Who's Who in the American Revolution

Who’s Who in the American Revolution: Benjamin Franklin

Benjamin Franklin was a remarkable man and so important to the American Revolution. But, how much do you know about his background and personal life? That’s a fascinating story on its own. Here’s the real tale of America’s most famous Founding Father.

Listen and Subscribe: YouTube | iTunes | Google | Spotify

Benjamin Franklin is so widely known to Americans of every century since the Revolution and was so closely associated with it, even in his lifetime, he is often referred to as “the only President of the United States who was never President of the United States.” We all know Franklin was a brilliant author, newspaper publisher, scientist, inventor, and politician, and had a reputation with the ladies. We also know he was instrumental in orchestrating American independence. But, what is this remarkable man’s backstory?

Benjamin Franklin was born on January 17, 1706, in Boston, which was then a city in the English colony of Massachusetts. His father, Josiah Franklin, was a soap and candle maker, born in England. His mother, Abiah Folger, was born in Nantucket, Massachusetts to a schoolteacher father and a mother who was a former indentured servant. Benjamin was the fifteenth child of Josiah, and the eighth of Abiah, as Abiah was Josiah’s second wife. Josiah married his first wife, Anne Child, when still in England, and had three children with her there before immigrating to America. Benjamin was also the tenth and last son of Josiah.

His parents were Puritans, especially his mother, whose own parents had fled England for America when King Charles I began persecuting the Puritans there.

Because his parents had so many children, Benjamin did not get the education they wanted for him. They originally intended for him to train to be a clergyman, but only had enough money to send him for two years, not long enough to graduate. He then went to the Boston Latin School, but also did not graduate. He educated himself by reading with a great appetite for books, but his formal education ended when he was ten.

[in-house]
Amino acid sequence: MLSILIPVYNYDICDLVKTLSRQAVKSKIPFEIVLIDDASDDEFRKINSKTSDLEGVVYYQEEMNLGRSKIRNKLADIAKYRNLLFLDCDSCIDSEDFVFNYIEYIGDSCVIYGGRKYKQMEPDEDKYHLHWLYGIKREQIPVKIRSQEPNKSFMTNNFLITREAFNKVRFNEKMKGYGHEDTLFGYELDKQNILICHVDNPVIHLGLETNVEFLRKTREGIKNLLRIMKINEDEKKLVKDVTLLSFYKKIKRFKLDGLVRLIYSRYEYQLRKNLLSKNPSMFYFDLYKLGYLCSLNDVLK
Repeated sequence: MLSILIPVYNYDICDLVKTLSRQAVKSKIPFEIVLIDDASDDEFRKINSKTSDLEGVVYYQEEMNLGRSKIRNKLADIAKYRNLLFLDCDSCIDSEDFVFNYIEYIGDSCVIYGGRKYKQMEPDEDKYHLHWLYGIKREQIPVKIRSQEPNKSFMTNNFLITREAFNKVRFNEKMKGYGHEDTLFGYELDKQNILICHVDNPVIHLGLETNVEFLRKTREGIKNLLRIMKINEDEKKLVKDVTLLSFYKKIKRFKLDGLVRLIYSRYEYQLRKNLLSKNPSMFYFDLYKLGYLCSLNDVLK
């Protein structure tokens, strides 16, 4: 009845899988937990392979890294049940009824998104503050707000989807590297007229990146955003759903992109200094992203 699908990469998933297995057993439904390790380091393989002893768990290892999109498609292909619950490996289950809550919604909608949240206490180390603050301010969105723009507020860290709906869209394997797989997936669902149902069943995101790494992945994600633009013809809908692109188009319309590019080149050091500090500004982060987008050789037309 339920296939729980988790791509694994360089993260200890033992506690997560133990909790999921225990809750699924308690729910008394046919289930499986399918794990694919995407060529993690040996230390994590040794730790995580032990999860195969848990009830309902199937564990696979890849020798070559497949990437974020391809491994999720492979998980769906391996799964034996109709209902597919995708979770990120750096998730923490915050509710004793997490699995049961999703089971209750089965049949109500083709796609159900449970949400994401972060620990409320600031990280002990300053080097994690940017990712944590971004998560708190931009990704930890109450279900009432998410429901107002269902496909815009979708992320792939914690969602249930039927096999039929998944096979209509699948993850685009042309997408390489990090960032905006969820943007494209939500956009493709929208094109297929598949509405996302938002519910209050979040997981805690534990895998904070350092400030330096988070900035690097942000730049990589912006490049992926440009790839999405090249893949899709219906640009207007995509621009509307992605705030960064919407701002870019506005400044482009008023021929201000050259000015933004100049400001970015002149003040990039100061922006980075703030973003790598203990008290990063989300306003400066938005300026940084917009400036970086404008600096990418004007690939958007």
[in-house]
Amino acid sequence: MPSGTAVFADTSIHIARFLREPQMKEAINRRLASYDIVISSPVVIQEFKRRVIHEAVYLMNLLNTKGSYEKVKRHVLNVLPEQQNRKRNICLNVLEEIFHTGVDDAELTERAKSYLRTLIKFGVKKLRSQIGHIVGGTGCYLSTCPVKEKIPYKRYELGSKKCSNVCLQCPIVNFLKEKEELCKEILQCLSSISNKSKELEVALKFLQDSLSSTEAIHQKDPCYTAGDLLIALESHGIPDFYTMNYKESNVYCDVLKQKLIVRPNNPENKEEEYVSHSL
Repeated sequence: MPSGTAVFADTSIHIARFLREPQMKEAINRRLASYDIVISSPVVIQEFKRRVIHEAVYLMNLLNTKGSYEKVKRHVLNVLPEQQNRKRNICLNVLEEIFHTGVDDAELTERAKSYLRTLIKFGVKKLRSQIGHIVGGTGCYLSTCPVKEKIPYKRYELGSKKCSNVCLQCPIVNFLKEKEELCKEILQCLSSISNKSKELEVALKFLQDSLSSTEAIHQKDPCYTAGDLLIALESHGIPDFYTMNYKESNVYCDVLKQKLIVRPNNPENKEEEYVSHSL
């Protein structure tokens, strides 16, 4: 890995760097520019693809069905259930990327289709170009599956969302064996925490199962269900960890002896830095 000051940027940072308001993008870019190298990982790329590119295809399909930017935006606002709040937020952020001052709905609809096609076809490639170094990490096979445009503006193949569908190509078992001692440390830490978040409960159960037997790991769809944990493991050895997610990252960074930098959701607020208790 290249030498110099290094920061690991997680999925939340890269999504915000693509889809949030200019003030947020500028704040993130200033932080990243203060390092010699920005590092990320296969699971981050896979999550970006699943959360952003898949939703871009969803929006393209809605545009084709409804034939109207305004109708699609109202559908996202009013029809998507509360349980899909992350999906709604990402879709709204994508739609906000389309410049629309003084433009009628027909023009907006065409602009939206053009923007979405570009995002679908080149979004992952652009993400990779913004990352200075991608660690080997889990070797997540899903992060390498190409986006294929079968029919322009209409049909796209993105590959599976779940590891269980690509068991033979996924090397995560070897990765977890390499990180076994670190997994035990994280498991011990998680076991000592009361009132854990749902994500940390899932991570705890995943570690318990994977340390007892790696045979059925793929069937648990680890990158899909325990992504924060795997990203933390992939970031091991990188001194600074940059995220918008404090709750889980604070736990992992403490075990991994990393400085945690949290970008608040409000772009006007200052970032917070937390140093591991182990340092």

He worked with his father for a while, then was sent to Philadelphia to apprentice with his older brother, James, as a printer when he was twelve. When he was fifteen, James denied Benjamin the chance to write a letter to James’s paper, so Franklin wrote one under the pseudonym of Silence Dogood, an older widow. Silence published many letters in the paper, and they were popular among readers, offering advice to the people of the city. James was displeased when he discovered Mrs. Dogood was Benjamin. Benjamin took over the paper for three weeks when James was briefly jailed for publishing material unflattering to the governor and used Mrs. Dogood to advocate passionately for free speech. When James was released, Benjamin left his apprenticeship without permission at age seventeen, which legally made him a fugitive. James did not pursue him.

As Benjamin was making his way in the world on his own for the first time, he met and proposed to Deborah Read, while boarding with her family. Deborah’s mother did not give her permission, because Franklin was not financially stable yet, and because he was on his way to England to do some business for the governor. Franklin’s stay in England was extended, and the governor did not give him the financial support he promised. Because of this delay, Deborah married another man, which turned out to be the wrong decision. Her husband was in debt and soon fled his debtors, going to Barbados and leaving Deborah behind, taking her dowry with him. Though her husband was not heard from again, and his fate was unknown, current marriage laws made her not free to legally marry again.